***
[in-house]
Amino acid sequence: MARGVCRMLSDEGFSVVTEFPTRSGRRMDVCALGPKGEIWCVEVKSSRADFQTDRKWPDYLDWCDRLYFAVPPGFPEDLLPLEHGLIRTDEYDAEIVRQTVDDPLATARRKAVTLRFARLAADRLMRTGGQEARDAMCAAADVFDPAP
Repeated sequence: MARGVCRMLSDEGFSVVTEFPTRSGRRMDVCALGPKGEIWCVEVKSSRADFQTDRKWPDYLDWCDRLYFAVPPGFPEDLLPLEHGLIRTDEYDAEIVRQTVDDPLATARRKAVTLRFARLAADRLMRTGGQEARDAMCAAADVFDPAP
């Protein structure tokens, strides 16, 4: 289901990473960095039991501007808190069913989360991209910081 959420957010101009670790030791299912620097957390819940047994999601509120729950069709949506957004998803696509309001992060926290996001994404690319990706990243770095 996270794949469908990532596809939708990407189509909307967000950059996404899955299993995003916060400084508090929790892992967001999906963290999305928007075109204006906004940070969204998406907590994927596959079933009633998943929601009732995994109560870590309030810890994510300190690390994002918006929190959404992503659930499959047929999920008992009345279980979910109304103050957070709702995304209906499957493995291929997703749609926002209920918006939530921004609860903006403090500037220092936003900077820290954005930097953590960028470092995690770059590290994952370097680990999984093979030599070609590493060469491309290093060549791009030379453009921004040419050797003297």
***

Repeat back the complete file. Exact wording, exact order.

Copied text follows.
[in-house]
Amino acid sequence: MARGVCRMLSDEGFSVVTEFPTRSGRRMDVCALGPKGEIWCVEVKSSRADFQTDRKWPDYLDWCDRLYFAVPPGFPEDLLPLEHGLIRTDEYDAEIVRQTVDDPLATARRKAVTLRFARLAADRLMRTGGQEARDAMCAAADVFDPAP
Repeated sequence: MARGVCRMLSDEGFSVVTEFPTRSGRRMDVCALGPKGEIWCVEVKSSRADFQTDRKWPDYLDWCDRLYFAVPPGFPEDLLPLEHGLIRTDEYDAEIVRQTVDDPLATARRKAVTLRFARLAADRLMRTGGQEARDAMCAAADVFDPAP
């Protein structure tokens, strides 16, 4: 289901990473960095039991501007808190069913989360991209910081 959420957010101009670790030791299912620097957390819940047994999601509120729950069709949506957004998803696509309001992060926290996001994404690319990706990243770095 996270794949469908990532596809939708990407189509909307967000950059996404899955299993995003916060400084508090929790892992967001999906963290999305928007075109204006906004940070969204998406907590994927596959079933009633998943929601009732995994109560870590309030810890994510300190690390994002918006929190959404992503659930499959047929999920008992009345279980979910109304103050957070709702995304209906499957493995291929997703749609926002209920918006939530921004609860903006403090500037220092936003900077820290954005930097953590960028470092995690770059590290994952370097680990999984093979030599070609590493060469491309290093060549791009030379453009921004040419050797003297």